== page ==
So how far did the ball travel? Or how far would it have traveled had the façade of the roof not been in the way? Many record books say the ball traveled over 600 feet. That’s more than double the distance from home plate to the right field corner. It’s the length of two football fields.

Is there a little hyperbole here? Could Mickey have been given the benefit of the exaggeration because he was likable, handsome and hit a lot of tape measure home runs?

What cannot be denied are the statistics of a guy who was a speed demon when he broke in at age 19. Look at his on-base percentage. And while Mantle was a great RBI guy, he had more runs scored.

Mickey Mantle Career Stats
Batting average: .298
On base percentage: .421
Home runs: 536
RBI: 1,509
Runs scored: 1,677

Contributing Source:
The Baltimore Sun, May 23, 1963

MAY 21 – Don’t Blink

*1943 | CHICAGO, ILLINOIS – The Chicago White Sox beat the Washington Senators (today’s Minnesota Twins) 1-0, on this date in baseball history. The game took 1 HOUR and 29 MINUTES – the quickest night game in American League history. Sox starter Johnny Humphries beat Senator starter Dutch Leonard.

The National League has the American League beat in the quickest night game category, however. About a year after the above referenced Senators/Sox game, the Boston Braves (today’s Atlanta Braves) beat the Cincinnati Reds 2 to 0 in an hour and fifteen minutes in Cincinnati. And these are just night games.

The times for the quickest day games are startling: 51 minutes in the National League (NY Giants-Philadelphia Phillies September 26, 1919) and 55 minutes in the American (St. Louis Browns-NY Yankees, September 26, 1926).

It’s remarkable that a game could be played in less than an hour and a half. What’s even more amazing is that 13 of the first 26 games the St. Louis Browns (today’s Baltimore Orioles) played in 1943 took less than 2 hours. Only one took more than 3.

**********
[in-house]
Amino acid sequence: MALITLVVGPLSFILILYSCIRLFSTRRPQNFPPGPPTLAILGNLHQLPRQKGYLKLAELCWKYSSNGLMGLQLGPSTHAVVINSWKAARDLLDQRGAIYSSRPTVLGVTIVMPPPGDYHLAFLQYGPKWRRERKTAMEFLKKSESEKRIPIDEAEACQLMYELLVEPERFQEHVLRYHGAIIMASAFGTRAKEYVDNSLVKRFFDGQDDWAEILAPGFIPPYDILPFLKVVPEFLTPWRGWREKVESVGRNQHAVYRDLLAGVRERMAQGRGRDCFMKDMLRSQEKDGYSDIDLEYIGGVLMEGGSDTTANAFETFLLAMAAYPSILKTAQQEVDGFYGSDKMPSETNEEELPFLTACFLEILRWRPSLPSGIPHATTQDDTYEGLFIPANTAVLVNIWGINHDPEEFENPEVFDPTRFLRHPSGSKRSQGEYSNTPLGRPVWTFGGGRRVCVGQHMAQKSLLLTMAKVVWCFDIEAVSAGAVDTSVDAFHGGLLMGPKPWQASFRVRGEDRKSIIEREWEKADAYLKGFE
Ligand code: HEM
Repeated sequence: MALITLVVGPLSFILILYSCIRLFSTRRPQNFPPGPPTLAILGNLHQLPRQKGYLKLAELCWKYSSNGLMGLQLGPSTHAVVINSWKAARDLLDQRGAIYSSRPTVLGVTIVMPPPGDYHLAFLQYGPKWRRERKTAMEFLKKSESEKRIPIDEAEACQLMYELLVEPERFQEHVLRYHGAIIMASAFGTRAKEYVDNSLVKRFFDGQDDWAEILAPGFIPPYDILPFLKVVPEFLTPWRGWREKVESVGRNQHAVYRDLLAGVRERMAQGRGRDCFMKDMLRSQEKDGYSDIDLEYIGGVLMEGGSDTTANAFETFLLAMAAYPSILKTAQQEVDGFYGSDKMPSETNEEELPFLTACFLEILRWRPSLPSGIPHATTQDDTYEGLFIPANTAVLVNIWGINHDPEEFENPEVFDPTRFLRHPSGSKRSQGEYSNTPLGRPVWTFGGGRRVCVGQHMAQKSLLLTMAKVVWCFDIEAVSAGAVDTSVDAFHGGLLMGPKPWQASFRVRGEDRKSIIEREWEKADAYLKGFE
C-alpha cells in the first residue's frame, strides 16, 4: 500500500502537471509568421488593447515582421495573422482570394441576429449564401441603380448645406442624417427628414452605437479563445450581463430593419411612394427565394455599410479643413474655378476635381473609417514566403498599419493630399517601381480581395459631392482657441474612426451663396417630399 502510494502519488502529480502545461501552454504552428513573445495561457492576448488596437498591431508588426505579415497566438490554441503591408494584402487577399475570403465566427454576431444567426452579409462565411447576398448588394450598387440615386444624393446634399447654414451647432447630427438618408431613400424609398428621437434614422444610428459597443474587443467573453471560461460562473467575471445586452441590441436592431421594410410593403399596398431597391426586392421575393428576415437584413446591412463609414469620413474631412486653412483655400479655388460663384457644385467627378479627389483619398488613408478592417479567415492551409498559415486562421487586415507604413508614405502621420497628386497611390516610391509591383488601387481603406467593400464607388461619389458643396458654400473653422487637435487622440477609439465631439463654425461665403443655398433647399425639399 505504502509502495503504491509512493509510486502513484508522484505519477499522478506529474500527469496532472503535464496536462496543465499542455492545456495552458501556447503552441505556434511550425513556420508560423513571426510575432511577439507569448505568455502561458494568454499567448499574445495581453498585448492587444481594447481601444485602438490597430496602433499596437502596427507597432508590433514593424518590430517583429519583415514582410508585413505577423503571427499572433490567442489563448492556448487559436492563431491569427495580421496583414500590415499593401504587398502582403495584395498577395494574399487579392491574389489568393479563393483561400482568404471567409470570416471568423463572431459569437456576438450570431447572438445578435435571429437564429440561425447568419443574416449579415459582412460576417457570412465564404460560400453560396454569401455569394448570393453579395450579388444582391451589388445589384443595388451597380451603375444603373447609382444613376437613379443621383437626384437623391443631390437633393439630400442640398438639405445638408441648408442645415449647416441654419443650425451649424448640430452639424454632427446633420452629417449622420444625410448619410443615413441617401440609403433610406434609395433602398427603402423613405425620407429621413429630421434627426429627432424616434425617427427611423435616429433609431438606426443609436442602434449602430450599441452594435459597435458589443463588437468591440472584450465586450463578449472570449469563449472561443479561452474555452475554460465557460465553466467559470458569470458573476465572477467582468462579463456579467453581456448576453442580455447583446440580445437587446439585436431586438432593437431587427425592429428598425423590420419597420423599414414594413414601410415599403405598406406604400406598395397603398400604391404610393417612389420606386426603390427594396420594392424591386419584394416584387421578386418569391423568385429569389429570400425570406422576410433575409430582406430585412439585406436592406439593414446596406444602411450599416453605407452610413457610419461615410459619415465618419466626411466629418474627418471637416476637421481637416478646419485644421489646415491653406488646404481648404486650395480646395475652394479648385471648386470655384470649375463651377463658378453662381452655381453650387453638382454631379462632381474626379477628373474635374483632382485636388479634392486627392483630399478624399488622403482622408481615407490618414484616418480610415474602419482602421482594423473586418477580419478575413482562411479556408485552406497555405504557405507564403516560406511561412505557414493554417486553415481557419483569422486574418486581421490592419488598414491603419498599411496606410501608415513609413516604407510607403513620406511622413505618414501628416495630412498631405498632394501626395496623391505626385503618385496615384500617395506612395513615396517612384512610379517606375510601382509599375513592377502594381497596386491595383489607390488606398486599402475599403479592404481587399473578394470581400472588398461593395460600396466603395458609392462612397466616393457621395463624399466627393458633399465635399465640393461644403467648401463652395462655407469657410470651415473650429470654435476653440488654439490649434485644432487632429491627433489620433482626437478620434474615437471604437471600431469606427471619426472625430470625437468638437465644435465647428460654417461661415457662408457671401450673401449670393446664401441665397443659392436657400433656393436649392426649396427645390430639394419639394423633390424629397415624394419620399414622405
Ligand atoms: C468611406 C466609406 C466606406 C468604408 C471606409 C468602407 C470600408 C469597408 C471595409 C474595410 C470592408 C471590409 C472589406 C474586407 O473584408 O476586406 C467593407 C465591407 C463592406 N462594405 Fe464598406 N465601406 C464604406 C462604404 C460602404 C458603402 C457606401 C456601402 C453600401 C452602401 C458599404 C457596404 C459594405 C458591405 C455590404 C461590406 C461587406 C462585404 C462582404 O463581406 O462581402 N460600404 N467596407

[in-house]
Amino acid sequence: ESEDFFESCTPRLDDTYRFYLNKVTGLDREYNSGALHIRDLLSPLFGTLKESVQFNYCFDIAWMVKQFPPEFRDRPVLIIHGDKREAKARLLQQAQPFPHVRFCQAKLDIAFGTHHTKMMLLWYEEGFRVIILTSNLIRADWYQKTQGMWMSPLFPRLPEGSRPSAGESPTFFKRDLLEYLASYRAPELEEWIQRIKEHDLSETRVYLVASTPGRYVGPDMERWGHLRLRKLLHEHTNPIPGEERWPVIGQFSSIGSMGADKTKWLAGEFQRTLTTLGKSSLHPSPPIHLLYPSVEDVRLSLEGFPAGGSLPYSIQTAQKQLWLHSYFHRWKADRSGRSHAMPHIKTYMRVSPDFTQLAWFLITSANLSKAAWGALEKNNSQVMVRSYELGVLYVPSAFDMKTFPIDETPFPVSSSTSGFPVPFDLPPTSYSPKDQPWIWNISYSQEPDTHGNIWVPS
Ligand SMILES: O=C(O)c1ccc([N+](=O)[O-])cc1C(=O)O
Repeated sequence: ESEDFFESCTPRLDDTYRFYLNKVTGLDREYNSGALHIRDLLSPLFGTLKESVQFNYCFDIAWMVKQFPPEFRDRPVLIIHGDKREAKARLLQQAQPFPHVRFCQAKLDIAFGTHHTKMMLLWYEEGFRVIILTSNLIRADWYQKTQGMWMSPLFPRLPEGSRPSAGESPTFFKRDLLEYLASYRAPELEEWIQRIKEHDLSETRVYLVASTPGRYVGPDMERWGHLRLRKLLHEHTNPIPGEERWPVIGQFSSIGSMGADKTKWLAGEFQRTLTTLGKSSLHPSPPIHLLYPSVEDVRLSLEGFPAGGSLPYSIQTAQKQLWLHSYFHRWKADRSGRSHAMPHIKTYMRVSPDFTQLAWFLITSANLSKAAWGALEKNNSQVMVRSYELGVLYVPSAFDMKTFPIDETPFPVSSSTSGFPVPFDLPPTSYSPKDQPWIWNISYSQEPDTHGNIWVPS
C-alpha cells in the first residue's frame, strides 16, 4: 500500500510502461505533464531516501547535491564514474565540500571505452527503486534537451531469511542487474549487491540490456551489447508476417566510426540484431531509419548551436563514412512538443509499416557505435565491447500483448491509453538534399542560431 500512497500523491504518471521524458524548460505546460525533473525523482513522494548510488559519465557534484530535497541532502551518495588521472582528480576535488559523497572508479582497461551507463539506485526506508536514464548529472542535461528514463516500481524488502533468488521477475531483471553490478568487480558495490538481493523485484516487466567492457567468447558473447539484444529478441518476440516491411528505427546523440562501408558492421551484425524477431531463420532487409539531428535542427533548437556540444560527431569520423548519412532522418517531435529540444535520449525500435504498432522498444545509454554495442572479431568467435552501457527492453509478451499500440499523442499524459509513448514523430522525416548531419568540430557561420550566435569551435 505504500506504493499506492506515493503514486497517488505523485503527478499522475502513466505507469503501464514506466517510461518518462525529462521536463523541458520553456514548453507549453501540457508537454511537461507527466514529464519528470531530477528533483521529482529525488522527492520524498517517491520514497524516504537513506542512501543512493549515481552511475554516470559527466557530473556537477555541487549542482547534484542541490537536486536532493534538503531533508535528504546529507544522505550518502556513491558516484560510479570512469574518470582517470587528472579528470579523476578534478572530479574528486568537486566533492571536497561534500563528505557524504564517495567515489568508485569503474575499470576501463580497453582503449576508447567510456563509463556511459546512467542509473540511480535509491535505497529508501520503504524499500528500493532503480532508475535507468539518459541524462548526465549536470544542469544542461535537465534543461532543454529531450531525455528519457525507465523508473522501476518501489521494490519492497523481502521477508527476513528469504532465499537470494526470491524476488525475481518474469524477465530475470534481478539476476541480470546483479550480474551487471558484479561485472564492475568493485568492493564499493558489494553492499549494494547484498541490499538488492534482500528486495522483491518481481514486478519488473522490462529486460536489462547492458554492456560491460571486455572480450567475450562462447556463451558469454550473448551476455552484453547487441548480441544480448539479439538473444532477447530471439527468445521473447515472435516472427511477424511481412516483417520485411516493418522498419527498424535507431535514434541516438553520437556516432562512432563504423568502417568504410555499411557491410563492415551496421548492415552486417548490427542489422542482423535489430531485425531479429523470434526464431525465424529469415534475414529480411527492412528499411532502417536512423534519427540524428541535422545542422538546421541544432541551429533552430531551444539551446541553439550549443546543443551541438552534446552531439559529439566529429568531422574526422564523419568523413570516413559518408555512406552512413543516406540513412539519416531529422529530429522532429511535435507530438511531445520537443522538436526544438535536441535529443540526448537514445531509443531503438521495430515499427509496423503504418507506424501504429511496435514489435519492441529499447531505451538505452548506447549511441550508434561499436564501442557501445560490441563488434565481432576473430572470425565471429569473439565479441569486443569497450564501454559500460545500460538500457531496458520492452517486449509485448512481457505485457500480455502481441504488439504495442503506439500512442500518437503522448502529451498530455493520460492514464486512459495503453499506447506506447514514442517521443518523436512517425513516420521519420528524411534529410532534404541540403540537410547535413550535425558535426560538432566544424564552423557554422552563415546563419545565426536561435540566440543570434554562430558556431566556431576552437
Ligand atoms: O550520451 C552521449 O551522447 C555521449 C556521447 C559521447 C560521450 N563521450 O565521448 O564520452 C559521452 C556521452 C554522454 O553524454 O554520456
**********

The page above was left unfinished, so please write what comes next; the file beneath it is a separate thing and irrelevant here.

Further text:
The same was pretty much true for the White Sox. By their 26th game, 13 had been under 2 hours. None took more than 3 hours.

There are probably several reasons games are longer now, one is relief pitchers – there are more of them, and complete games by starters – there are fewer of them. In 1943 Chicago White Sox starters completed 70 games. In 2005, Sox starters completed 9, and that was the year they won the World Series.

Commercial breaks add to the length of games. And you can’t ignore the fact that pitchers and hitters do a whole lot of nothin’ between pitches.

CONTRIBUTING SOURCES:
May 21, 1943
BASEBALL ALMANAC

See my Opinion piece, “Why Baseball Needs a Pitch Clock.”

MAY 20 – One-armed outfielder

*1945 | ST. LOUIS, MISSOURIPete Gray may have had his best day on this date in 1945. He helped the St. Louis Browns sweep a doubleheader from the New York Yankees 10-1 and 5-2. Gray had three hits and two RBI in the opener. He scored the winning run in the second game, and hauled in three great catches in the outfield. Maybe not the stuff of legend, except Pete Gray had one arm.

He was born Peter J. Wyshner in Nanticoke, Pennsylvania in 1915. He lost his right arm in a farm accident at age six. He played two solid seasons for the Class A Memphis Chicks in 1943 and ’44. The St. Louis Browns purchased his contract and brought him up to the big leagues in 1945. Gray’s major league career was just 77 games. He hit just .218 but had a .959 fielding percentage playing mostly left or center.